Seemingly every year there is a player who comes out of nowhere to have a great tournament after being invited at the very last minute. This year, that player was clearly Iowa State's Jiri Hubalek. Hubalek did it right out of the gates too, scoring 18 points in his first half at Portsmouth, and finishing the game with 27 points overall. He shot a fantastic 8-14 from beyond the NBA 3-point line over the three game stretch, and also rebounded the ball fairly well.
Iowa State had a fairly miserable season this year under new coach Greg McDermott, going 14-18 and finishing second to last in the Big 12. Hubalek only averaged 12.4 points per game to go along with 7.3 rebounds in 26 minutes, and did so shooting a fairly pedestrian 46% from the field. The biggest difference we noticed in the recent film we evaluated as opposed to the live games we just took in was how different Hubalek's role in college was compared to the one he just excelled at in Portsmouth. According to Synergy Sports Technology's quantified player report, 49% of his offense came on back to the basket moves in the post at Iowa State, with only 18% coming on spot-up jumpers. From what we could tell, he is a much better shooter than he is a post-up threat, which might help explain why he struggled somewhat this season.
Although he's 6-11 (actually a shade under 7-feet according to the Portsmouth measurements), Hubalek lacks the strength and explosiveness to be a great factor establishing position and finishing in the paint. He doesn't look very comfortable down low, as he doesn't have much in the ways of fluidity or great post-moves to be effective down there. He is much better moving off the ball, catching and finishing around the hoop with his size and decent touch. He can also put the ball on the floor a little and make his way to the rim. Hubalek's stroke looked absolutely fantastic in Portsmouth, with a high release point, a quick trigger, fluid mechanics, and NBA range. It didn't fall for him quite as well during the season, though, just 15-43 (35%) from beyond the arc, so this is something teams will have to look at. Hubalek's shot-selection and overall decision making seems a bit wild at times, his fundamentals and basketball IQ are not quite as strong as you might hope for.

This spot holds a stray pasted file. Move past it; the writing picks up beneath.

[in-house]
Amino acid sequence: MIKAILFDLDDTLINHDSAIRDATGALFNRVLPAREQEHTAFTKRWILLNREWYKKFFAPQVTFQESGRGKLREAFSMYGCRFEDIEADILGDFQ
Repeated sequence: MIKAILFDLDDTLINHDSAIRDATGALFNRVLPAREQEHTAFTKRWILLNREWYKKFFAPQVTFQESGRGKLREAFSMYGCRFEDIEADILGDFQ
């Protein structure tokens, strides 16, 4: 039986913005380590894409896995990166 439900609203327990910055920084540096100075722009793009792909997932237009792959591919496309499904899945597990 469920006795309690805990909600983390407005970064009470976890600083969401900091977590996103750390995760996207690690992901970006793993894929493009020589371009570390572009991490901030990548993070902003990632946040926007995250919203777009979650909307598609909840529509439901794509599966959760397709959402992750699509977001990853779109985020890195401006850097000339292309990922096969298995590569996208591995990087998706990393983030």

Defensively, Hubalek is going to struggle in the NBA any way you slice it. His footspeed is poor, making it difficult for him to step out and hedge screens or stay in front of quicker post-players taking him off the dribble away from the hoop. He lacks great strength and also doesn't have much in the ways of length or explosiveness to contest shots. The fact that he plays hard and is pretty active helps him out to a certain extent, though.
Already 25 years old, without a great resume coming out of college, its very difficult to envision Hubalek getting much love from NBA teams in terms of being drafted this year, unless he absolutely explodes in the pre-draft camp. The fact that we're even talking about him as a prospect at this point after he almost wasn't invited to Portsmouth shows how well he did for himself, though, and he seems to have earned himself an invite to Orlando with what he showed. He'll get summer league looks and maybe an invite to training camp, but his size and Bosman status in Europe means that he'll surely make a fantastic living regardless of what happens over the next few years.